Swift Playgrounds NES Emulator Stress-Tests Undefined Boundaries

Creating a side-scrolling iOS game isn’t uniquely difficult. However, many game studios and companies haven’t ported their older, still-popular titles to mobile devices. Believe it or not, Swift Playgrounds, Apple’s iPad-based app for teaching people how to program in Swiftmight be the perfect forum for those two worlds to collide.

Delta Lite is an emulator for Swift Playgrounds that is meant to run old Nintendo titles. So far, it only has the original NES title “Super Mario Bros.,” with an on-screen remote control.

You might assume that Delta Lite uses games written in Swift, because that’s what Swift Playgrounds is about. Not so. Via a blog post, its developer explains that Delta Lite works by essentially loading an external file as a proxy in the Swift Playgrounds view:

“Swift Playgrounds only supports programs written in Swift. Unfortunately, the vast majority of emulators are written in C++, which means they cannot be used as-is. To work around this, I came up with a somewhat convoluted solution. I took the Nestopia emulator codebase, and then using Emscripten I compiled the codebase to JavaScript. I included this JavaScript file in Delta Lite, and then I use a hidden web view to run this JavaScript in the background, piping data to and from the web view as needed.”

In 2017, Swift Playgrounds expanded its educational reach to drones and Internet of Things (IoT) devices; you can control your external gadgets via the app. And that wasn’t the end of Swift Playgrounds’ evolution: earlier this year, alongside iOS 11.3, the app opened up its subscription model for developers. The idea is that developers will use Swift Playgrounds to teach others how to code with hands-on examples and lesson plans. Think Udemy, just all done on the iPad.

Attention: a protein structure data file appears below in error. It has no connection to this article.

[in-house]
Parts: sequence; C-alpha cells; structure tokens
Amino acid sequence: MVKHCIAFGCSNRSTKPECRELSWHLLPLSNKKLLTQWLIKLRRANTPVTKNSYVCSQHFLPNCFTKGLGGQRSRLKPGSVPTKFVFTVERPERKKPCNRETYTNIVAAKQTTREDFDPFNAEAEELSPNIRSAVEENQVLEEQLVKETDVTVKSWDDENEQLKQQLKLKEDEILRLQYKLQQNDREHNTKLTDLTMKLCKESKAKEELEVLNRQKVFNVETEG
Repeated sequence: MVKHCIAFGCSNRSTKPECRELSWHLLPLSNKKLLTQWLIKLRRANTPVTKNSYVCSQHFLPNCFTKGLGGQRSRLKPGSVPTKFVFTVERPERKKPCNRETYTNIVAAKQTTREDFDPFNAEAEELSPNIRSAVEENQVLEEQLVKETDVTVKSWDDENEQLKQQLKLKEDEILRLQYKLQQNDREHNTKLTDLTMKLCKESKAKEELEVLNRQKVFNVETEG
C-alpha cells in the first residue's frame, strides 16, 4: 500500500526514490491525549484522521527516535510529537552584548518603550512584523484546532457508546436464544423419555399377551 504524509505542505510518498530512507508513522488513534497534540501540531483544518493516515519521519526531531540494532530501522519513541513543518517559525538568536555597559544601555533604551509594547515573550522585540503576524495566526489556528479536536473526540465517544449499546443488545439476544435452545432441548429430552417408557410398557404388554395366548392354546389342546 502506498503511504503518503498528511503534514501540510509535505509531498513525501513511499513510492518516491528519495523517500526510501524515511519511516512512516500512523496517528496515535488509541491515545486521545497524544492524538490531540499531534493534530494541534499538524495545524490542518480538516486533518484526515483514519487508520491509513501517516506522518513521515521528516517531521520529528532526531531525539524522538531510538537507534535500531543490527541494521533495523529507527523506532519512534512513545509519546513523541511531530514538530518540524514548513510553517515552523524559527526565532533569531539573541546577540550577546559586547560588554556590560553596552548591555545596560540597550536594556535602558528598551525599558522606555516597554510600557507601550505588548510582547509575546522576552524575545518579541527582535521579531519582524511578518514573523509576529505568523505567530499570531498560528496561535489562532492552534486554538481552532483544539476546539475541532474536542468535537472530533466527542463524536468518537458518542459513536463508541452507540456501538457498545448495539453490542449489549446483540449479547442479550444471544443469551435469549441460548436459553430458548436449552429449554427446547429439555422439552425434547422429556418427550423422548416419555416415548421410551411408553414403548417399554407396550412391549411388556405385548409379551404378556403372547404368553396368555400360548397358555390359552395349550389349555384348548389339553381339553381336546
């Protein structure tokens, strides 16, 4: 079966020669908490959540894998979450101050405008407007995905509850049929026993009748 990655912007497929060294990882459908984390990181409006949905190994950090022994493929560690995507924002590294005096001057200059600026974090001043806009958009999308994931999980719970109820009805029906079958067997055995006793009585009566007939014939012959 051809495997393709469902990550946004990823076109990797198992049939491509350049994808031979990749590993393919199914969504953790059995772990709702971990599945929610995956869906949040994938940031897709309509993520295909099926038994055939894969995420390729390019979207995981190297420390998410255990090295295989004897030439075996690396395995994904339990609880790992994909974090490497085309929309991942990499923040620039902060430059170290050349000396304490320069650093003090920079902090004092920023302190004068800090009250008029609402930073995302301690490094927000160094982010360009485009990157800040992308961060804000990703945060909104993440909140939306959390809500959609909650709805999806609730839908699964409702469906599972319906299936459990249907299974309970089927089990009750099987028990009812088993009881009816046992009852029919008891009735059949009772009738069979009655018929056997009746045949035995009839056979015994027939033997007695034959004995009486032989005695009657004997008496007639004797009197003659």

At the time, monetization for subscriptions wasn’t explicitly delineated. A WWDC 2018 session on Swift Playgrounds subscriptions didn’t clarify matters; Apple only says subscription content must be handled via an external website and hosted online. To that, we can assume such a website must also deal with subscription payments, which won’t feed through the App Store.

Apple’s sly suggestion that subscription content be hosted on GitHub underscores that it likely wants Swift Playgrounds content to be free. Developer documentation doesn’t define a monetization strategy, either.

But if the NES emulator (which is currently free) is any indication, developers are poking around the idea of making money via Swift Playgrounds. They may also be poking the bear; for example, Nintendo doesn’t take kindly to people sniping their games or intellectual property (and it enjoys a very cozy relationship with Apple).

The core concept is sound: Playgrounds is a solid forum, and accepts (encourages, really) external content. That it might become more than a learning platform is intriguing, especially if there’s synergy around learning SpriteKit and in-game physics while creating a “Super Mario Bros.” emulator (hintity-hint-hint, devs).

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